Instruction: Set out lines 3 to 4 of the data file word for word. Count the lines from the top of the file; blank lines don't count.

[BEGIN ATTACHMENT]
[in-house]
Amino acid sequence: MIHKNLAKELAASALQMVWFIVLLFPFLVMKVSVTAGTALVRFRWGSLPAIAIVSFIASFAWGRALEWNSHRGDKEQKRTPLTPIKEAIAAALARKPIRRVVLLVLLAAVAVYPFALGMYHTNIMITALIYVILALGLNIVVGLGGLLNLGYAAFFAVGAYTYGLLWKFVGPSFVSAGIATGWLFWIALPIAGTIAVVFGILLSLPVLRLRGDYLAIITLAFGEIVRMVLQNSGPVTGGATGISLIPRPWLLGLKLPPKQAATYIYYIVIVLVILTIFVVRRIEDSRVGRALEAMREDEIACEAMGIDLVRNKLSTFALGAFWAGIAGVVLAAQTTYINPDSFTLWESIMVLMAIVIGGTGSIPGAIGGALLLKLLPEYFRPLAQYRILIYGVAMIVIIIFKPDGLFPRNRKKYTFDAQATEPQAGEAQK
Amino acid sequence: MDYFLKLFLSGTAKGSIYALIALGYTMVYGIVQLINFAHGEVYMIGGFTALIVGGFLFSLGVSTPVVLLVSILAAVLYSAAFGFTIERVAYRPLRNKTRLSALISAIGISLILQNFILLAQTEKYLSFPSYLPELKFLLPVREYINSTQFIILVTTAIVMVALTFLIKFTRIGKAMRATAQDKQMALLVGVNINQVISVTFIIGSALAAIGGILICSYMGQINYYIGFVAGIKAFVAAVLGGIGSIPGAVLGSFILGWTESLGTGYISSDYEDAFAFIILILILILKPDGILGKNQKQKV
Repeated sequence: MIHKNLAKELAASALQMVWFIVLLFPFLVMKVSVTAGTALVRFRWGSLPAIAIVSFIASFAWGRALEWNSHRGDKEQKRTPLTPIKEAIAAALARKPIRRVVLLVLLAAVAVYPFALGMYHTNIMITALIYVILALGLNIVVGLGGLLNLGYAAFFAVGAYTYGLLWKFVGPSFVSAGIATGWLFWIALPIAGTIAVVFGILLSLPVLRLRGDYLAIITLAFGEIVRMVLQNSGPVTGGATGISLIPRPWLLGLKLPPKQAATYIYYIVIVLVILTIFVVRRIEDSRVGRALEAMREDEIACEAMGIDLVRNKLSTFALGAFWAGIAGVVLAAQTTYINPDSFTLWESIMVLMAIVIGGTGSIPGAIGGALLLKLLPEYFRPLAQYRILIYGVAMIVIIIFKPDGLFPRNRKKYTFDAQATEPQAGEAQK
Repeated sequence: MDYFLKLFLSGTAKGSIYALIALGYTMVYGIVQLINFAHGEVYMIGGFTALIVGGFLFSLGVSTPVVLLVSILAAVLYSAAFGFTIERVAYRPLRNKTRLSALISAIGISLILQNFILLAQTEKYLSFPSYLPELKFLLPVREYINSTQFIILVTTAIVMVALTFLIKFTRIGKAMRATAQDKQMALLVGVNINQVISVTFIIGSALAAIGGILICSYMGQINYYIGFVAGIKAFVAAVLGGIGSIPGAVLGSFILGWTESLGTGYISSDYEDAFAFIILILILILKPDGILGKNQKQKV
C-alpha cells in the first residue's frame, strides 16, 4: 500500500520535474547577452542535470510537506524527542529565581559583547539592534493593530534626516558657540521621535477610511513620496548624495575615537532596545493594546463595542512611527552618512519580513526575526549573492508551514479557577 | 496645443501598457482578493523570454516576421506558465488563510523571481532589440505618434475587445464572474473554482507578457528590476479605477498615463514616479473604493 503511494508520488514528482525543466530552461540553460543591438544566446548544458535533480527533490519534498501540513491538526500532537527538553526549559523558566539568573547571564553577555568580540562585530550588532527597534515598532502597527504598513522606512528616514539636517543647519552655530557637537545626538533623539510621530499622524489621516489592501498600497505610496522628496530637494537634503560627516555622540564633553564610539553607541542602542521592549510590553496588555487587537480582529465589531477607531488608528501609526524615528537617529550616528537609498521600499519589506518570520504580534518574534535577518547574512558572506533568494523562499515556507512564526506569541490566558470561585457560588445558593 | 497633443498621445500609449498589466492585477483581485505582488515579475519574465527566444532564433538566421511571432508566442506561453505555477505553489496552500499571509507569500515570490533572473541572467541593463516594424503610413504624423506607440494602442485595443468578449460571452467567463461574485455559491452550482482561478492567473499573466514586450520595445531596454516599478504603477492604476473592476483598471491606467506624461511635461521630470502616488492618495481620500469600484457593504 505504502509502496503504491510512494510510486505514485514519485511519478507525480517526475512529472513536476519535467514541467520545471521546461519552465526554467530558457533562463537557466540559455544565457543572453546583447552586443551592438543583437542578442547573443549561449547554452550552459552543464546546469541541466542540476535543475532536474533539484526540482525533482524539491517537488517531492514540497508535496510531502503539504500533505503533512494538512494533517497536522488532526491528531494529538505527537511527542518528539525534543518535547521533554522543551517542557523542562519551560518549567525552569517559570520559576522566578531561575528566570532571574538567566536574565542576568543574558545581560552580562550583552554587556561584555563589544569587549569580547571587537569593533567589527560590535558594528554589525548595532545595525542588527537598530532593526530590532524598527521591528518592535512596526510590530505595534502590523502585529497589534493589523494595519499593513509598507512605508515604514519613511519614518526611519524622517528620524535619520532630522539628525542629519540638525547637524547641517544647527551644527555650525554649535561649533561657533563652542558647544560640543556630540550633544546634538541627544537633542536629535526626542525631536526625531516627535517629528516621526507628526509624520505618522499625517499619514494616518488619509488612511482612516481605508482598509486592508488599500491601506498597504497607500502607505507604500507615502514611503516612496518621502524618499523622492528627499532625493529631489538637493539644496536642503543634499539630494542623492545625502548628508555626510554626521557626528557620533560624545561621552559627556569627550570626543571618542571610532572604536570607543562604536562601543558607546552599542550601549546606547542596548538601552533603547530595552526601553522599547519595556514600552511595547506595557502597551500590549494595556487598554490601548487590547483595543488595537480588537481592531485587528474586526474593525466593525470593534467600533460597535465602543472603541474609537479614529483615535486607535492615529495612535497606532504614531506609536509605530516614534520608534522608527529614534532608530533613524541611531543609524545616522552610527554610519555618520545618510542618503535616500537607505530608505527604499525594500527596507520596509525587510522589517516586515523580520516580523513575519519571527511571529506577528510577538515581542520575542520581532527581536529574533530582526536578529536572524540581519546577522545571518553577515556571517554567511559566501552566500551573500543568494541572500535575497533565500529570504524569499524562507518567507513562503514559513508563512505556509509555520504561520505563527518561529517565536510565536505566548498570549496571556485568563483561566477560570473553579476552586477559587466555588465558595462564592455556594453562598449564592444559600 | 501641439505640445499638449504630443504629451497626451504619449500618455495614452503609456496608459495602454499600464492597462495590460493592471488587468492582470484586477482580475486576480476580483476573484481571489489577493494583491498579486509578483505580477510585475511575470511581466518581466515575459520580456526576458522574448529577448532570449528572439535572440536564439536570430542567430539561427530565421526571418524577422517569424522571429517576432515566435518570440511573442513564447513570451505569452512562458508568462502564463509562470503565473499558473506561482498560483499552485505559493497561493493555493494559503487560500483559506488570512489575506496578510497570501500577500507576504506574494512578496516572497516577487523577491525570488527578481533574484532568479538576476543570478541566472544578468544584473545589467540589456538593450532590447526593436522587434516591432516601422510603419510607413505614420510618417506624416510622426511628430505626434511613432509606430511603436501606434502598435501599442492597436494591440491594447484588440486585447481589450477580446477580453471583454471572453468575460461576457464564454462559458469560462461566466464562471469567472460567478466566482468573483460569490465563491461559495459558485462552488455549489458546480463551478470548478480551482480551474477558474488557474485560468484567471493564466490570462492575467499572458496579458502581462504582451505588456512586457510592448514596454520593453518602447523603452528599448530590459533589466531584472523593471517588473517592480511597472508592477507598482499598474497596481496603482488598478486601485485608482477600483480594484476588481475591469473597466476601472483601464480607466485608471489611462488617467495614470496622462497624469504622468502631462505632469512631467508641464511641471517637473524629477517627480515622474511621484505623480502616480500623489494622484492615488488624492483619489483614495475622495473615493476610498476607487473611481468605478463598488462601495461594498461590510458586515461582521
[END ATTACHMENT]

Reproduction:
Amino acid sequence: MDYFLKLFLSGTAKGSIYALIALGYTMVYGIVQLINFAHGEVYMIGGFTALIVGGFLFSLGVSTPVVLLVSILAAVLYSAAFGFTIERVAYRPLRNKTRLSALISAIGISLILQNFILLAQTEKYLSFPSYLPELKFLLPVREYINSTQFIILVTTAIVMVALTFLIKFTRIGKAMRATAQDKQMALLVGVNINQVISVTFIIGSALAAIGGILICSYMGQINYYIGFVAGIKAFVAAVLGGIGSIPGAVLGSFILGWTESLGTGYISSDYEDAFAFIILILILILKPDGILGKNQKQKV
Repeated sequence: MIHKNLAKELAASALQMVWFIVLLFPFLVMKVSVTAGTALVRFRWGSLPAIAIVSFIASFAWGRALEWNSHRGDKEQKRTPLTPIKEAIAAALARKPIRRVVLLVLLAAVAVYPFALGMYHTNIMITALIYVILALGLNIVVGLGGLLNLGYAAFFAVGAYTYGLLWKFVGPSFVSAGIATGWLFWIALPIAGTIAVVFGILLSLPVLRLRGDYLAIITLAFGEIVRMVLQNSGPVTGGATGISLIPRPWLLGLKLPPKQAATYIYYIVIVLVILTIFVVRRIEDSRVGRALEAMREDEIACEAMGIDLVRNKLSTFALGAFWAGIAGVVLAAQTTYINPDSFTLWESIMVLMAIVIGGTGSIPGAIGGALLLKLLPEYFRPLAQYRILIYGVAMIVIIIFKPDGLFPRNRKKYTFDAQATEPQAGEAQK